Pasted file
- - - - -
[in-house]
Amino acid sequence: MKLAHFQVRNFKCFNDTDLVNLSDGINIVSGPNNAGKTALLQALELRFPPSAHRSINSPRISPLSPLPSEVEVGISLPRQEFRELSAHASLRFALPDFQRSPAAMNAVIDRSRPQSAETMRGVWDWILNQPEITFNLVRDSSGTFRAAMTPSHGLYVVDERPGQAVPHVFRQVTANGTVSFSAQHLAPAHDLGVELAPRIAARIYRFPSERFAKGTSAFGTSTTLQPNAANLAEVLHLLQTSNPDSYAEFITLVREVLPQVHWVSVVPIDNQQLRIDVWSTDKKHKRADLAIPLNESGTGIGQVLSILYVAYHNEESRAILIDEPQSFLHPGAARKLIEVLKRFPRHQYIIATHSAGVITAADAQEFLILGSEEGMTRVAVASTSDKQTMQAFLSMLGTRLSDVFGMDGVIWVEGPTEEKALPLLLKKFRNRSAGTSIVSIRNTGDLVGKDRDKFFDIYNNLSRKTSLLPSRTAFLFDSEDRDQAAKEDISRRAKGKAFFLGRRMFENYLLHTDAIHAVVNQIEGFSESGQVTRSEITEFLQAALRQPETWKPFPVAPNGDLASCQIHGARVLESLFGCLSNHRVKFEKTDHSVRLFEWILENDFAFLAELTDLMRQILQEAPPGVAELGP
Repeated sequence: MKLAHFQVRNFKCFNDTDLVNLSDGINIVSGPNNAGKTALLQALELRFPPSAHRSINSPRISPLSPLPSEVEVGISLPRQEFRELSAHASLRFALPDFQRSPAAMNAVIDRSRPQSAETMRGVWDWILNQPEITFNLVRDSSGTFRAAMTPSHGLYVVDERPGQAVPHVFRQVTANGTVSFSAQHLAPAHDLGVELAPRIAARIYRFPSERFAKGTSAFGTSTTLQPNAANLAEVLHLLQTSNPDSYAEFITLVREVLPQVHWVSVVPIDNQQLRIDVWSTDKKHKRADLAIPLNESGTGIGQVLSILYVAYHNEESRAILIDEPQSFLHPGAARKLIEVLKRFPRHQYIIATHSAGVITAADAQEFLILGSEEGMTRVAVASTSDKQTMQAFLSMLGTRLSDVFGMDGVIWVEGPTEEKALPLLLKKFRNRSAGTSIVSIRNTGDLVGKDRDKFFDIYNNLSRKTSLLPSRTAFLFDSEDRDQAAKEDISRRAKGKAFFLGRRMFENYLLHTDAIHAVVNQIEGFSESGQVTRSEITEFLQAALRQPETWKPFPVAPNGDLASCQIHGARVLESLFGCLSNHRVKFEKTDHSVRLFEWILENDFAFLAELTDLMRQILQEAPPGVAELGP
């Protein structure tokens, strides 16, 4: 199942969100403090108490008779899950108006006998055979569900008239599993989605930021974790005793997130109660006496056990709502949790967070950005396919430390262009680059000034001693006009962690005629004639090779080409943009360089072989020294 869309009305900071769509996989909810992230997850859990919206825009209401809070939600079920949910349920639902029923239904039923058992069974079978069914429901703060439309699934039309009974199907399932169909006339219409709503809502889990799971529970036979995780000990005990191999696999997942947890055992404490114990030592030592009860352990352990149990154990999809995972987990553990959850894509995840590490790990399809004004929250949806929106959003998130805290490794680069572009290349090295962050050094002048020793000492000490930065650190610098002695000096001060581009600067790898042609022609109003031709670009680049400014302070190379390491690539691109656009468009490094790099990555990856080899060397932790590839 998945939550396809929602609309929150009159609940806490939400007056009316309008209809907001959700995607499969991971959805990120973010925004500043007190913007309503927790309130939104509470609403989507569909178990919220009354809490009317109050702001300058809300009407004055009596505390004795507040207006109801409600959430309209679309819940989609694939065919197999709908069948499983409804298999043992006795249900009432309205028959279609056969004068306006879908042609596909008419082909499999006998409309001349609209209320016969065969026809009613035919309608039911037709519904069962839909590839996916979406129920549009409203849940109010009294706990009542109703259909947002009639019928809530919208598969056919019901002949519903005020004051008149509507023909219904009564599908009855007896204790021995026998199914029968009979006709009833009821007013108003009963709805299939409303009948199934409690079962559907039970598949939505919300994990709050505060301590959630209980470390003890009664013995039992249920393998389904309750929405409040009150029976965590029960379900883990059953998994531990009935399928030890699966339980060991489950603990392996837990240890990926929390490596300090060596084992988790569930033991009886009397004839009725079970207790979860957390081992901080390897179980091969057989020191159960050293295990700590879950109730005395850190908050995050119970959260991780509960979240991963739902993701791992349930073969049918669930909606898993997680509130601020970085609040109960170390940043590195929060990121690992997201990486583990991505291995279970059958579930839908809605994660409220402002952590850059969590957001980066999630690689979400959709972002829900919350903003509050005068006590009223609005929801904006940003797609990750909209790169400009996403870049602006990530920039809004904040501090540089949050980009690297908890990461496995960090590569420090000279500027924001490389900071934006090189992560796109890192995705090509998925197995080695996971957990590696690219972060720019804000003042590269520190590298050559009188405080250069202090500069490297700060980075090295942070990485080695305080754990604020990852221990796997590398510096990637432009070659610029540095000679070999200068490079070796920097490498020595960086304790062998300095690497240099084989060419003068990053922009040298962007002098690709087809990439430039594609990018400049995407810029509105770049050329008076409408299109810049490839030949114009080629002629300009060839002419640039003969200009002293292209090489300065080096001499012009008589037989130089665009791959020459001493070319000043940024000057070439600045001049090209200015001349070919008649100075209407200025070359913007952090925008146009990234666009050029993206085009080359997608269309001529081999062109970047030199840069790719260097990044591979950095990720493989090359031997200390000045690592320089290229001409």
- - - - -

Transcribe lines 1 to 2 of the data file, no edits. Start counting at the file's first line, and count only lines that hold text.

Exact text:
[in-house]
Amino acid sequence: MKLAHFQVRNFKCFNDTDLVNLSDGINIVSGPNNAGKTALLQALELRFPPSAHRSINSPRISPLSPLPSEVEVGISLPRQEFRELSAHASLRFALPDFQRSPAAMNAVIDRSRPQSAETMRGVWDWILNQPEITFNLVRDSSGTFRAAMTPSHGLYVVDERPGQAVPHVFRQVTANGTVSFSAQHLAPAHDLGVELAPRIAARIYRFPSERFAKGTSAFGTSTTLQPNAANLAEVLHLLQTSNPDSYAEFITLVREVLPQVHWVSVVPIDNQQLRIDVWSTDKKHKRADLAIPLNESGTGIGQVLSILYVAYHNEESRAILIDEPQSFLHPGAARKLIEVLKRFPRHQYIIATHSAGVITAADAQEFLILGSEEGMTRVAVASTSDKQTMQAFLSMLGTRLSDVFGMDGVIWVEGPTEEKALPLLLKKFRNRSAGTSIVSIRNTGDLVGKDRDKFFDIYNNLSRKTSLLPSRTAFLFDSEDRDQAAKEDISRRAKGKAFFLGRRMFENYLLHTDAIHAVVNQIEGFSESGQVTRSEITEFLQAALRQPETWKPFPVAPNGDLASCQIHGARVLESLFGCLSNHRVKFEKTDHSVRLFEWILENDFAFLAELTDLMRQILQEAPPGVAELGP